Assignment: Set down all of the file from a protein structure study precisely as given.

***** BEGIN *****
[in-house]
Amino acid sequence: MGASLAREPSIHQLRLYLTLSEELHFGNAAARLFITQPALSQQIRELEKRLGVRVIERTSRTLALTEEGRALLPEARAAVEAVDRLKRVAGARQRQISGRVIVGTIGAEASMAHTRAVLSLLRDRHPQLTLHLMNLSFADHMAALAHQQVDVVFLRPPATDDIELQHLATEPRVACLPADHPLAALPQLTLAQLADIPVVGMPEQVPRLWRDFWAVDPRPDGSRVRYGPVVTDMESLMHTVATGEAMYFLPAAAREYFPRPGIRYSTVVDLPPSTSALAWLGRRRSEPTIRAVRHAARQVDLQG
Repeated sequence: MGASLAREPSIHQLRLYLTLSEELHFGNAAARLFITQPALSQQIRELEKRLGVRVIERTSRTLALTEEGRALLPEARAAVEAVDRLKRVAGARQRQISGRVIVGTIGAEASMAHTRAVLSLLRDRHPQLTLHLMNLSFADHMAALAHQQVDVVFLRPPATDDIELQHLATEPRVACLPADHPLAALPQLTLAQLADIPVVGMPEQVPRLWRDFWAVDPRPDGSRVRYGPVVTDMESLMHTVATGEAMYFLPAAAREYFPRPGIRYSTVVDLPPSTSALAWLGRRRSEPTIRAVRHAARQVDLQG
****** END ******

[in-house]
Amino acid sequence: MGASLAREPSIHQLRLYLTLSEELHFGNAAARLFITQPALSQQIRELEKRLGVRVIERTSRTLALTEEGRALLPEARAAVEAVDRLKRVAGARQRQISGRVIVGTIGAEASMAHTRAVLSLLRDRHPQLTLHLMNLSFADHMAALAHQQVDVVFLRPPATDDIELQHLATEPRVACLPADHPLAALPQLTLAQLADIPVVGMPEQVPRLWRDFWAVDPRPDGSRVRYGPVVTDMESLMHTVATGEAMYFLPAAAREYFPRPGIRYSTVVDLPPSTSALAWLGRRRSEPTIRAVRHAARQVDLQG
Repeated sequence: MGASLAREPSIHQLRLYLTLSEELHFGNAAARLFITQPALSQQIRELEKRLGVRVIERTSRTLALTEEGRALLPEARAAVEAVDRLKRVAGARQRQISGRVIVGTIGAEASMAHTRAVLSLLRDRHPQLTLHLMNLSFADHMAALAHQQVDVVFLRPPATDDIELQHLATEPRVACLPADHPLAALPQLTLAQLADIPVVGMPEQVPRLWRDFWAVDPRPDGSRVRYGPVVTDMESLMHTVATGEAMYFLPAAAREYFPRPGIRYSTVVDLPPSTSALAWLGRRRSEPTIRAVRHAARQVDLQG